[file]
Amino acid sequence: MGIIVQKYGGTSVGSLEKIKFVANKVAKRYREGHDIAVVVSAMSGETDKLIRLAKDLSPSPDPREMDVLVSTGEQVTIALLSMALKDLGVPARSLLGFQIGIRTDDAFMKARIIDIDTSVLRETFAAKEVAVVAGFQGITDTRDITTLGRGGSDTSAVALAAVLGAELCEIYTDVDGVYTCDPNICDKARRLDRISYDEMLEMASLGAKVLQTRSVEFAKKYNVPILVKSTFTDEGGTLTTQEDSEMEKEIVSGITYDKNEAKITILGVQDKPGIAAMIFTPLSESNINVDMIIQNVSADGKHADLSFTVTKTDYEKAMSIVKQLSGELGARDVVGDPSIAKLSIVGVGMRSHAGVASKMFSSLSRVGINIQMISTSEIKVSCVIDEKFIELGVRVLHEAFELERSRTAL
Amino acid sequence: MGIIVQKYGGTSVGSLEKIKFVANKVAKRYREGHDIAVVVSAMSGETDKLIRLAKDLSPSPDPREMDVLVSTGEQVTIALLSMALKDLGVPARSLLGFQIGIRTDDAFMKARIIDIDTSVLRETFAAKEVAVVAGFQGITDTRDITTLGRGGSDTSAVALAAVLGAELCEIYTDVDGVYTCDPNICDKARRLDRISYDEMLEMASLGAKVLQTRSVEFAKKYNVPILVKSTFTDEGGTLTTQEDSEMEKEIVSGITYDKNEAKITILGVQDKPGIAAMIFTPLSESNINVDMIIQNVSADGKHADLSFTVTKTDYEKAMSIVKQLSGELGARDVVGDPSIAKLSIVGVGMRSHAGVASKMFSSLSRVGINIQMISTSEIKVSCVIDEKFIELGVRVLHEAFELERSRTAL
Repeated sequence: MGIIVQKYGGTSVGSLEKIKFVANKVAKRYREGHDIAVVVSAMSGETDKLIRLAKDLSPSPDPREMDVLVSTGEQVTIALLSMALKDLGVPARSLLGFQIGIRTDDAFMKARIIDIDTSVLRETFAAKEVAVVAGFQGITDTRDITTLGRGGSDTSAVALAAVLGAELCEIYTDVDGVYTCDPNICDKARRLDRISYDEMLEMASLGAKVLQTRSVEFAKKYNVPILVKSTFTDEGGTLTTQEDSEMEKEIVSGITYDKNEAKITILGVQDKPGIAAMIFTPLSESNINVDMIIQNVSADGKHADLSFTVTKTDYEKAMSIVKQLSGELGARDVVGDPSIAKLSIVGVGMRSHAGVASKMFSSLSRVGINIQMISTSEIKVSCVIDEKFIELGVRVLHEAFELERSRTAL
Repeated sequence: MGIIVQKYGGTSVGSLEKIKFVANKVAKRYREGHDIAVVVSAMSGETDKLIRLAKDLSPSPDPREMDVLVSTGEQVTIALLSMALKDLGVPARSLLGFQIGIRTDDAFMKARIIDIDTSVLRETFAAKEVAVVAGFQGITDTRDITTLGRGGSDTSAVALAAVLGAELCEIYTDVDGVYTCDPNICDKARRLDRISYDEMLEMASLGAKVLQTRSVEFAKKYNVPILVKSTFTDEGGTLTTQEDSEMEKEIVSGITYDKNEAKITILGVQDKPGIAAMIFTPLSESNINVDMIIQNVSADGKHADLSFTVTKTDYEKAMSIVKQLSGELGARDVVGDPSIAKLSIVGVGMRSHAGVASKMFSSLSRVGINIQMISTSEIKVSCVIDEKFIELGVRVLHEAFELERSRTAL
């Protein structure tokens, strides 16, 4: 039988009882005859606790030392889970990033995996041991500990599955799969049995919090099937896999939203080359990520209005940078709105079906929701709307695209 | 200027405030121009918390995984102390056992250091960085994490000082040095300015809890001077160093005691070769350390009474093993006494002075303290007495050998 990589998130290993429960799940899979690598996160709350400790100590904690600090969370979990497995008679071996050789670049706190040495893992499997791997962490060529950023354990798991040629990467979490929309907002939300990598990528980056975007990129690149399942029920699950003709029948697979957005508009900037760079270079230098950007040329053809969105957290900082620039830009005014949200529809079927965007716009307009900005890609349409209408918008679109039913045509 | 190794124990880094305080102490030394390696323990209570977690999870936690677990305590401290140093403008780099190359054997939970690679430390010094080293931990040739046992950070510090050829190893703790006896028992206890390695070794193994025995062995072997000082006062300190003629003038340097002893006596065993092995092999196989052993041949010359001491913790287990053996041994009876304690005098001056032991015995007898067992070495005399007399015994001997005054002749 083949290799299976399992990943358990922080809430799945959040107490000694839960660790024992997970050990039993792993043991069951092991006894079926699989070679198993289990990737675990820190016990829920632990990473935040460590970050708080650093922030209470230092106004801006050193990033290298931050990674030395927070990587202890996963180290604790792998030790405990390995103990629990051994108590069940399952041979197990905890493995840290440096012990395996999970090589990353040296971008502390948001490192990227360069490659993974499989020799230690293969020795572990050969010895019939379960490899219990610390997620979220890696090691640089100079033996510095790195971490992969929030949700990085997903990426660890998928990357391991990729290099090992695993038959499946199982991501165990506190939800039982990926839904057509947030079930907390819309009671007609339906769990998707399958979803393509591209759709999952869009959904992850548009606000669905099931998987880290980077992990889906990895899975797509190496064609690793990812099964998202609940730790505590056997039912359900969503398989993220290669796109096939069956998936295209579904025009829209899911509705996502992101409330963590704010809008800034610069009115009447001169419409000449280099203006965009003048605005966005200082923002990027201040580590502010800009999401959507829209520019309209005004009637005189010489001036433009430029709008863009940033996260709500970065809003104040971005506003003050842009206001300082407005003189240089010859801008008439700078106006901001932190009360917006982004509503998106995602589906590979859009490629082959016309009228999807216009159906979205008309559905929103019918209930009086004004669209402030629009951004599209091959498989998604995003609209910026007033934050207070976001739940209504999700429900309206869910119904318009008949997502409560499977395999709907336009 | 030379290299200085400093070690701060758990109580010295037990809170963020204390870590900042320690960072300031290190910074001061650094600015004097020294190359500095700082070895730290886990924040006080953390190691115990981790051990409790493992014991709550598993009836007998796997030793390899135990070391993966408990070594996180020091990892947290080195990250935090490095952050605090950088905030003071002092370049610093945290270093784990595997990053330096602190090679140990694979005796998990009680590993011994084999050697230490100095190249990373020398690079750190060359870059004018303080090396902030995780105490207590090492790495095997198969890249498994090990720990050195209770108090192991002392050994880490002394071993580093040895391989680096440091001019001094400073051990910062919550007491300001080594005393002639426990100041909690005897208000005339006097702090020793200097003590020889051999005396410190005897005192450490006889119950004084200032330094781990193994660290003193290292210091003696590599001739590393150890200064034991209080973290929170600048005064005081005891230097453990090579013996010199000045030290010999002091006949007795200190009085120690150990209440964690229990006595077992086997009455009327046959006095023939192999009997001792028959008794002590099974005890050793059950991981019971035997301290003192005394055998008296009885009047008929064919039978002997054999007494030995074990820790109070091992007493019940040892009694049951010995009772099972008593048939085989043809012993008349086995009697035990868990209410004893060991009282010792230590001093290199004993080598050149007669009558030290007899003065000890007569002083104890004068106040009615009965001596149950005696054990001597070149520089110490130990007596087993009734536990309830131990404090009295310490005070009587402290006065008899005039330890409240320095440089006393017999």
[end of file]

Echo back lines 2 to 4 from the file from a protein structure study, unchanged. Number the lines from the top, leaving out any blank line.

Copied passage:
Amino acid sequence: MGIIVQKYGGTSVGSLEKIKFVANKVAKRYREGHDIAVVVSAMSGETDKLIRLAKDLSPSPDPREMDVLVSTGEQVTIALLSMALKDLGVPARSLLGFQIGIRTDDAFMKARIIDIDTSVLRETFAAKEVAVVAGFQGITDTRDITTLGRGGSDTSAVALAAVLGAELCEIYTDVDGVYTCDPNICDKARRLDRISYDEMLEMASLGAKVLQTRSVEFAKKYNVPILVKSTFTDEGGTLTTQEDSEMEKEIVSGITYDKNEAKITILGVQDKPGIAAMIFTPLSESNINVDMIIQNVSADGKHADLSFTVTKTDYEKAMSIVKQLSGELGARDVVGDPSIAKLSIVGVGMRSHAGVASKMFSSLSRVGINIQMISTSEIKVSCVIDEKFIELGVRVLHEAFELERSRTAL
Repeated sequence: MGIIVQKYGGTSVGSLEKIKFVANKVAKRYREGHDIAVVVSAMSGETDKLIRLAKDLSPSPDPREMDVLVSTGEQVTIALLSMALKDLGVPARSLLGFQIGIRTDDAFMKARIIDIDTSVLRETFAAKEVAVVAGFQGITDTRDITTLGRGGSDTSAVALAAVLGAELCEIYTDVDGVYTCDPNICDKARRLDRISYDEMLEMASLGAKVLQTRSVEFAKKYNVPILVKSTFTDEGGTLTTQEDSEMEKEIVSGITYDKNEAKITILGVQDKPGIAAMIFTPLSESNINVDMIIQNVSADGKHADLSFTVTKTDYEKAMSIVKQLSGELGARDVVGDPSIAKLSIVGVGMRSHAGVASKMFSSLSRVGINIQMISTSEIKVSCVIDEKFIELGVRVLHEAFELERSRTAL
Repeated sequence: MGIIVQKYGGTSVGSLEKIKFVANKVAKRYREGHDIAVVVSAMSGETDKLIRLAKDLSPSPDPREMDVLVSTGEQVTIALLSMALKDLGVPARSLLGFQIGIRTDDAFMKARIIDIDTSVLRETFAAKEVAVVAGFQGITDTRDITTLGRGGSDTSAVALAAVLGAELCEIYTDVDGVYTCDPNICDKARRLDRISYDEMLEMASLGAKVLQTRSVEFAKKYNVPILVKSTFTDEGGTLTTQEDSEMEKEIVSGITYDKNEAKITILGVQDKPGIAAMIFTPLSESNINVDMIIQNVSADGKHADLSFTVTKTDYEKAMSIVKQLSGELGARDVVGDPSIAKLSIVGVGMRSHAGVASKMFSSLSRVGINIQMISTSEIKVSCVIDEKFIELGVRVLHEAFELERSRTAL